From reports of today’s Supreme Court proceedings in the Aadhaar review petitions, it appears that counsel invoked the doctrine of waiver: it was argued that citizens were entitled to waive their fundamental right to privacy (assuming that privacy is a fundamental right) in return for the governmental benefits that the possession of an Aadhaar card confers. The implications of the argument are significant, because it would allow the government to make Aadhaar not just optional, but mandatory as well: the government could argue that under a mandatory Aadhaar regime, citizens still have the option of protecting their privacy by foregoing Aadhaar (and its accompanying benefits), or taking Aadhaar, and waiving their right to privacy. In other words, citizens can choose to waive their right if they want access to certain benefits.

Framing the question as being one of waiver, however, misstates the real issue. The real issue is not whether, in the abstract, citizens can waive their fundamental rights if they so choose. It is whether the government can impose waiver of fundamental rights as a condition for accessing certain benefits. With respect to Aadhaar, the stakes are even higher, because the debate has been framed around the needs of poorer citizens to access government benefits. For many of these citizens, the choice between accessing benefits and losing privacy is a false choice, because it requires them to choose between a privilege that is essential for their livelihood, and a fundamental right.

In a recent, previous post, I had discussed the doctrine of unconstitutional conditions in relation to the denial of tax benefits to a film on homosexuality. I will not repeat the argument here, but only reproduce the relevant paragraph from the concurring opinion of Justices Chandrachud and Mathew in Ahmedabad St Xavier’s College vs State of Gujarat:

The doctrine of “unconstitutional condition” means any stipulation imposed upon the grant of a governmental privilege which in effect requires the recipient of the privilege to relinquish some constitutional right. This doctrine takes for granted that ‘the petitioner has no right to be a policeman’ but it emphasizes the right he is conceded to possess by reason of an explicit provision of the Constitution, namely, his right “to talk politics”. The major requirement of the doctrine is that the person complaining of the condition must demonstrate that it is unreasonable in the special sense that it takes away or abridges the exercise of a right protected by an explicit provision of the Constitution… though the state may have privileges within its control which it may withhold, it cannot use I a grant of those privileges to secure a valid consent to acts which, if imposed upon the grantee in invitum would be beyond its constitutional power.”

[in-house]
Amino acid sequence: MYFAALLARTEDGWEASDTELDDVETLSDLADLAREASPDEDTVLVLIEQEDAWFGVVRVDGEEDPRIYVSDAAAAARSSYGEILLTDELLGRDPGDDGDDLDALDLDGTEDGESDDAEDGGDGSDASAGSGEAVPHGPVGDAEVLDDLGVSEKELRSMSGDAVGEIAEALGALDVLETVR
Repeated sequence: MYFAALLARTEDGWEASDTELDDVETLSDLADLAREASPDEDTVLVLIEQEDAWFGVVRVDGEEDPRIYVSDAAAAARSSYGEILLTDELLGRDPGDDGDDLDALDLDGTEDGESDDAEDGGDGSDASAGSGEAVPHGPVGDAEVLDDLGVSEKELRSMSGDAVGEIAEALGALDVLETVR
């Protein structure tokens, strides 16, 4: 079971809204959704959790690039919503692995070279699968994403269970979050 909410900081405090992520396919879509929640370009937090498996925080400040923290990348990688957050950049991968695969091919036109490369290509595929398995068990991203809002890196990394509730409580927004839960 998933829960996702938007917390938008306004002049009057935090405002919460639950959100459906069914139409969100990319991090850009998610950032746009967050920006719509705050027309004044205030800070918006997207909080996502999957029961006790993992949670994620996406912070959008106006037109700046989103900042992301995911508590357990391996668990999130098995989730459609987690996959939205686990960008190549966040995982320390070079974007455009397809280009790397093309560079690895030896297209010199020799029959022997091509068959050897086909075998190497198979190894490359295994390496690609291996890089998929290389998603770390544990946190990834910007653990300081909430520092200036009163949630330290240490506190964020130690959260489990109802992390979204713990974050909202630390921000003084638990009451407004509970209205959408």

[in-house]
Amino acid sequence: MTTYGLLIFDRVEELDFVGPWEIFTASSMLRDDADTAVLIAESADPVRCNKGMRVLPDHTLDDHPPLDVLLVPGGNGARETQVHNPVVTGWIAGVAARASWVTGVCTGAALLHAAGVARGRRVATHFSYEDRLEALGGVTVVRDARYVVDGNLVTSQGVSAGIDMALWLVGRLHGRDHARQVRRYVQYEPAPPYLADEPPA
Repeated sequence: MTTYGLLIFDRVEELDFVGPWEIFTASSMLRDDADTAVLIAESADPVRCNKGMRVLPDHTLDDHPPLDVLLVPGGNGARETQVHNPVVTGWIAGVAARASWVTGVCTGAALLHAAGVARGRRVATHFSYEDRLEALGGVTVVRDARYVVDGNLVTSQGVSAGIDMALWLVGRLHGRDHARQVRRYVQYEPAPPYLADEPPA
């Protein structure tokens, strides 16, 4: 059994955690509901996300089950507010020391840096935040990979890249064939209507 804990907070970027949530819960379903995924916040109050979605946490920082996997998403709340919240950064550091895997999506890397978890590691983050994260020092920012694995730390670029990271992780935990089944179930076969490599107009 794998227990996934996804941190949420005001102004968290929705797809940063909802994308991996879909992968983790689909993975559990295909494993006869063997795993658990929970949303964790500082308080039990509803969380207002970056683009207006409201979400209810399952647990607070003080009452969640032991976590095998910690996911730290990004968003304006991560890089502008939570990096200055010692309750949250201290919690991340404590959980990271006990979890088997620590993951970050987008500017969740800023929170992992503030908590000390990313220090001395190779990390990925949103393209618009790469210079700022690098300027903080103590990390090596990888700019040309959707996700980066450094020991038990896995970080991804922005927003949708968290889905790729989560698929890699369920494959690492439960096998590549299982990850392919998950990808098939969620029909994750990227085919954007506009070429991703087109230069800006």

Soon after, the judges explained the purpose of the doctrine of unconstitutional conditions further, by referencing the reasoning of Justice Sutherland at the US Supreme Court, in strikingly relevant terms:

“If this could be done, constitutional guarantees, so carefully safeguarded against direct assault, are open to destruction by the indirect, but no less effective, process of requiring a surrender, which, though in form voluntary, in fact lacks none of the elements of compulsion. In reality, the carrier is given no choice, except a choice between the rock and the whirlpool–an option to forego a privilege which may be vital to his livelihood or submit to a requirement which may constitute an intolerable burden.”


“This is much the same as what Das, C.J. said in In re: The Kerala Education Bill: No educational institutions can in actual practice be carried on without aid from the State and if they will not get it unless they surrender their rights, they will, by compulsion of financial necessities, be compelled to give up their rights under Article 30(1)“.

This last bit is particularly important, because the Aadhaar debate is framed around the access of poorer citizens to government benefits. For these citizens, those benefits are financial necessities. In Re Kerala Education Bill and Ahmedabad St Xavier’s College make it clear that by putting citizens in a position where they have to make a choice between a compelling financial necessity and the waiver of fundamental rights, the government is effectively giving them no choice at all, and is restricting their fundamental rights indirectly, by providing an illusion of choice and waiver. This logic applies squarely to the argument that privacy rights may be waived in order to access benefits linked to Aadhaar.